So someone posts a link on our class facebook page to a link to a NY Times video that talks about the Hundred Up exercise. This is an exercise developed by W. G. George in the late 1800’s that essentially starts with walking in place then moves to running in place, 100 steps (or ups) at a time.
There are all sorts of opinions on this approach, and as a novice I’m in no position to say where it falls in the scale of workouts and exercises. Being very early in my training for a half marathon though, I do find myself very conscious when it comes to form, because this is the time to get it right. So for the past two mornings I’ve found myself doing the step version of it.
And it took 5 minutes per mile off my run this morning!
Okay, not really. Actually, not even 5 seconds. I might have slowed down just a little because I was particularly conscious of my form, thinking about how I’m stepping forward, how I’m landing, in some regards almost doing slow motion running because of it. And at times I’d pick up my pace. I did 2 miles at about a 14 minute per mile pace. I think a week ago I was doing 13:30, though I’m questioning if that was accurate. But one thing I’m noticing is that my stride feels a bit smoother, I’m working on landing on the front of my foot, just below me (not out front) and my run is starting to feel less and less jarring.
I keep thinking I should have someone film me so I can see what it’s really like, not sure I really want to know, you know?
So in that regard, at the end of the run I just felt good. I know people who believe that trying to do this kind of running at my weight is just a knee replacement surgery waiting to happen. So in that regard, smooth and less jarring is good.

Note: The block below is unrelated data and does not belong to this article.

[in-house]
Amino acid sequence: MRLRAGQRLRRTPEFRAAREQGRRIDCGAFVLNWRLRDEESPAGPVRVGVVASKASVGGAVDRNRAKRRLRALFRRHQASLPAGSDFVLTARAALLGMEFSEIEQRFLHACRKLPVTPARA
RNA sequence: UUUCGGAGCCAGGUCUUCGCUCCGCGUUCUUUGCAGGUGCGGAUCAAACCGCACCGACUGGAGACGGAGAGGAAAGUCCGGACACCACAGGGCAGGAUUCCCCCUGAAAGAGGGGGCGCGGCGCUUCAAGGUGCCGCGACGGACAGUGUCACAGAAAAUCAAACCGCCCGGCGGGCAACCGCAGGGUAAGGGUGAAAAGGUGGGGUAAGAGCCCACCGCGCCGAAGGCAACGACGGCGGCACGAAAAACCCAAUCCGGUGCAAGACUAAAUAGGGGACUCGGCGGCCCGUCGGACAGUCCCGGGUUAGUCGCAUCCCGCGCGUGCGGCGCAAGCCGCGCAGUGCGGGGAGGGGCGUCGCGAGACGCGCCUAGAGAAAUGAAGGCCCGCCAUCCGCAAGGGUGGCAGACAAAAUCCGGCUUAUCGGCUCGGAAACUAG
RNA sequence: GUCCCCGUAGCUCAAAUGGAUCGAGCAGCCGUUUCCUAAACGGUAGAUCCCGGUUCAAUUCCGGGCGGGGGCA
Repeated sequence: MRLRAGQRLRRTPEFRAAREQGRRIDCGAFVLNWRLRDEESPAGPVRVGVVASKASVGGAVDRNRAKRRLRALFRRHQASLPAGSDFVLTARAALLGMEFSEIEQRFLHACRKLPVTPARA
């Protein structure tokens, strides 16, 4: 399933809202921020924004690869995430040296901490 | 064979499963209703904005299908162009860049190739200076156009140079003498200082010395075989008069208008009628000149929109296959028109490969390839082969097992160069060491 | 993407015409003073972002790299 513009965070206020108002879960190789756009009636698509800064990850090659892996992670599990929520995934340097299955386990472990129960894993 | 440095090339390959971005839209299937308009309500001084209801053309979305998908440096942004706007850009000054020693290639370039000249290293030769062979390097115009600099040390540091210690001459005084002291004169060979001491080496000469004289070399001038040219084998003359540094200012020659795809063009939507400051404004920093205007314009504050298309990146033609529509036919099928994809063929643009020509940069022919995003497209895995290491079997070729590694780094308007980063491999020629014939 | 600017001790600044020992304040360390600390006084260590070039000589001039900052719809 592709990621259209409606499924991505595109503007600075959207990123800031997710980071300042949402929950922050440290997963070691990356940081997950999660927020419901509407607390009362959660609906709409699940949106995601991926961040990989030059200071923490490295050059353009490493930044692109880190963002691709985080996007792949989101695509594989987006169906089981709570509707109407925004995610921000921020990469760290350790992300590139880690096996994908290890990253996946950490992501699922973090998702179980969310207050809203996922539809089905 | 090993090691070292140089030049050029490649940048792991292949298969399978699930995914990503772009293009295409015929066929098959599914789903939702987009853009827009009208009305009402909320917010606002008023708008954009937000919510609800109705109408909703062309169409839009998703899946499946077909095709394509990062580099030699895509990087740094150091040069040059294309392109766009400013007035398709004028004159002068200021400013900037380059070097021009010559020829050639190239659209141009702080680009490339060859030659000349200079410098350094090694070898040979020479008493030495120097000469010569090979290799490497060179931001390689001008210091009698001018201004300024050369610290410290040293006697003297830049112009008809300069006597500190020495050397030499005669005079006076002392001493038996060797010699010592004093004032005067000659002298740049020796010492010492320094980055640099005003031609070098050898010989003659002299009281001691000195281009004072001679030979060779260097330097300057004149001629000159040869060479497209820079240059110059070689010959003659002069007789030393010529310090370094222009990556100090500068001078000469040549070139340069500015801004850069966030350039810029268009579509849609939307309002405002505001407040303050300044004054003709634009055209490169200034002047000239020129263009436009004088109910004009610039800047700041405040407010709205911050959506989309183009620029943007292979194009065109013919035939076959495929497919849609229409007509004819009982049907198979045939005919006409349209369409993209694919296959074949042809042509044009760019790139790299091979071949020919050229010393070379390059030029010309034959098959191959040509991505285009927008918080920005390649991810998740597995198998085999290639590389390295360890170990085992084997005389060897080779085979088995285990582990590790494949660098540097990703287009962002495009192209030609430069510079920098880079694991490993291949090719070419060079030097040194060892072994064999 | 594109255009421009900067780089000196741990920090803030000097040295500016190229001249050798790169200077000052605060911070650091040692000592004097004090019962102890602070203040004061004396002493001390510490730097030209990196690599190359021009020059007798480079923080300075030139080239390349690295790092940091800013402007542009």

I’m not associating any of that with the hundred ups. I’ve been noticing a better feel for my running lately without that. I think that kind of exercise is really more about the very very gradual improvements that come with repetition.
But it was the cool down walk where I had a bit of an epiphany (which you know had to be there since I threw the word epiphany into my title). As I’m walking afterwards, I start walking with a bit more of a high knee walk. I do that kind of high knee stepping as part of my dynamic stretching especially before a run, but as I’m doing it afterwards I start thinking of the hundred ups, and start striding more with a more intentional lifting of my knee as I step forward, and it dawned on me that it’s different than how I normally walk. My tendency is to propel myself off my back foot, that it’s more the back leg that is the driving force. When I started more intentionally lifting my knee forward, it seemed like that was driving my momentum forward more. All I know is that after running 2 miles and having my legs feel a little bit heavy (okay, I”m 330 pounds so they’re more than a little heavy, maybe it’s just more noticable after a run), it was amazing at how much easier it was walking when my momentum comes more from the forward motion than from pushing off from behind.
I’m almost 50 and I walk a lot. All of a sudden I wonder if all this time I’m doing it wrong. Or maybe not so much all wrong but, is there a better way? All just by a minor change in how I’m doing things.
The whole point of all this (and the whole epiphany thing) though really has nothing to do with running or walking, but about what that experience says about life. It goes back to my bracelet.
(and you’re wondering if there’s any part of his whole experience that included a bump on the noggin, cuz this isn’t making sense).
All of a sudden I’m finding that moving forward works so much better when there is more emphasis on the forward motion (swinging the leg forward) than pushing off from behind.
And this is where the bracelet comes in. I’ve mentioned it before, but it’s this ID bracelet that I have, and part of it is this inscription of Phil. 3:13. Forgetting what lies behind, I press on towards the goal. I’m telling you, the dude must have been a runner at some point. Maybe one with pretty good form. That moving on in life works so much better when you’re focusing on the forward part, letting the forward motion be what propels you, than when you’re focusing on pushing off from what’s behind.
I know, maybe too much analyzing from a quirky way of walking. But maybe there’s something there?